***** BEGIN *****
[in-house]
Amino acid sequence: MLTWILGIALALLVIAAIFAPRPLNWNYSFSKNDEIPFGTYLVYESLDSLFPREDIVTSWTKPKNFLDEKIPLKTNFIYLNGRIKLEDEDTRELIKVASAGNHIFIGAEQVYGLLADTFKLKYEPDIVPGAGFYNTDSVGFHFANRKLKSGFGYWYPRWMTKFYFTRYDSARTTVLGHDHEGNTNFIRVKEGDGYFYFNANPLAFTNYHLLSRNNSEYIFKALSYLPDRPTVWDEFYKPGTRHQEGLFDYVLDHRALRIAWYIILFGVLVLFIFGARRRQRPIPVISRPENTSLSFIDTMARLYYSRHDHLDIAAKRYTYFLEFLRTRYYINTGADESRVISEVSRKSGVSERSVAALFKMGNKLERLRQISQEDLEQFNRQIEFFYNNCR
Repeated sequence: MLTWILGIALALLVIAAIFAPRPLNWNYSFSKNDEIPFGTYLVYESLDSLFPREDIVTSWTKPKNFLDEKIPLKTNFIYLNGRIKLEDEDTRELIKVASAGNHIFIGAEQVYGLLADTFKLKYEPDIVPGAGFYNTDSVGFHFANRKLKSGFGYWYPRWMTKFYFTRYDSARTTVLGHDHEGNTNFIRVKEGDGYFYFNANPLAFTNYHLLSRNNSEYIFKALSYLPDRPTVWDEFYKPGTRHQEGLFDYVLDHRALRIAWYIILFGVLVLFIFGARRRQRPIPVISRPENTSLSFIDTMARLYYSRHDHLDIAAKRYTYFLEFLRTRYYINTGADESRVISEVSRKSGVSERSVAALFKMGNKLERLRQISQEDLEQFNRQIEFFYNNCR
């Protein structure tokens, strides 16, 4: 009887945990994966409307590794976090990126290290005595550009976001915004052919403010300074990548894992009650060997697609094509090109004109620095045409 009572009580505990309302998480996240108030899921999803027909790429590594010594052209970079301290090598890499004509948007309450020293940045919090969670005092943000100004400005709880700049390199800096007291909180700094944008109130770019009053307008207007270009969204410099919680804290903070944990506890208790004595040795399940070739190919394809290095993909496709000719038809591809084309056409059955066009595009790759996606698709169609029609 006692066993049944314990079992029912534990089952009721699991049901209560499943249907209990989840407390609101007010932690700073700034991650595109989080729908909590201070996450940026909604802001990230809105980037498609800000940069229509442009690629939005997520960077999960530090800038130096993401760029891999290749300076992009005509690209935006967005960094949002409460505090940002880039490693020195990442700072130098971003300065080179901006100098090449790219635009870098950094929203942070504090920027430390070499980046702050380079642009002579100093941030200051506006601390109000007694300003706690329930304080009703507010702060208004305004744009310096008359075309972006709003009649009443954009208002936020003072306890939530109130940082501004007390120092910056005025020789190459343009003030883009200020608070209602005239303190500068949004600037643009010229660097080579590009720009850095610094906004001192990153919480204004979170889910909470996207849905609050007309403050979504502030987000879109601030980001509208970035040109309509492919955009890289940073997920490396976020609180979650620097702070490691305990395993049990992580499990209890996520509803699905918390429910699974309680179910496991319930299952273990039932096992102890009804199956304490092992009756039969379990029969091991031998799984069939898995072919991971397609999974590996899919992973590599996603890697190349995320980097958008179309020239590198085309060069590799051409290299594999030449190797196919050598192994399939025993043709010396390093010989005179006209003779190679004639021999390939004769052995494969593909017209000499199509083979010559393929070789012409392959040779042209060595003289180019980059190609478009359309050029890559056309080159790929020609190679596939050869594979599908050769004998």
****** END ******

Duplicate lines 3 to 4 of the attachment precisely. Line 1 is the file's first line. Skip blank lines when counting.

Repeated sequence: MLTWILGIALALLVIAAIFAPRPLNWNYSFSKNDEIPFGTYLVYESLDSLFPREDIVTSWTKPKNFLDEKIPLKTNFIYLNGRIKLEDEDTRELIKVASAGNHIFIGAEQVYGLLADTFKLKYEPDIVPGAGFYNTDSVGFHFANRKLKSGFGYWYPRWMTKFYFTRYDSARTTVLGHDHEGNTNFIRVKEGDGYFYFNANPLAFTNYHLLSRNNSEYIFKALSYLPDRPTVWDEFYKPGTRHQEGLFDYVLDHRALRIAWYIILFGVLVLFIFGARRRQRPIPVISRPENTSLSFIDTMARLYYSRHDHLDIAAKRYTYFLEFLRTRYYINTGADESRVISEVSRKSGVSERSVAALFKMGNKLERLRQISQEDLEQFNRQIEFFYNNCR
């Protein structure tokens, strides 16, 4: 009887945990994966409307590794976090990126290290005595550009976001915004052919403010300074990548894992009650060997697609094509090109004109620095045409 009572009580505990309302998480996240108030899921999803027909790429590594010594052209970079301290090598890499004509948007309450020293940045919090969670005092943000100004400005709880700049390199800096007291909180700094944008109130770019009053307008207007270009969204410099919680804290903070944990506890208790004595040795399940070739190919394809290095993909496709000719038809591809084309056409059955066009595009790759996606698709169609029609 006692066993049944314990079992029912534990089952009721699991049901209560499943249907209990989840407390609101007010932690700073700034991650595109989080729908909590201070996450940026909604802001990230809105980037498609800000940069229509442009690629939005997520960077999960530090800038130096993401760029891999290749300076992009005509690209935006967005960094949002409460505090940002880039490693020195990442700072130098971003300065080179901006100098090449790219635009870098950094929203942070504090920027430390070499980046702050380079642009002579100093941030200051506006601390109000007694300003706690329930304080009703507010702060208004305004744009310096008359075309972006709003009649009443954009208002936020003072306890939530109130940082501004007390120092910056005025020789190459343009003030883009200020608070209602005239303190500068949004600037643009010229660097080579590009720009850095610094906004001192990153919480204004979170889910909470996207849905609050007309403050979504502030987000879109601030980001509208970035040109309509492919955009890289940073997920490396976020609180979650620097702070490691305990395993049990992580499990209890996520509803699905918390429910699974309680179910496991319930299952273990039932096992102890009804199956304490092992009756039969379990029969091991031998799984069939898995072919991971397609999974590996899919992973590599996603890697190349995320980097958008179309020239590198085309060069590799051409290299594999030449190797196919050598192994399939025993043709010396390093010989005179006209003779190679004639021999390939004769052995494969593909017209000499199509083979010559393929070789012409392959040779042209060595003289180019980059190609478009359309050029890559056309080159790929020609190679596939050869594979599908050769004998």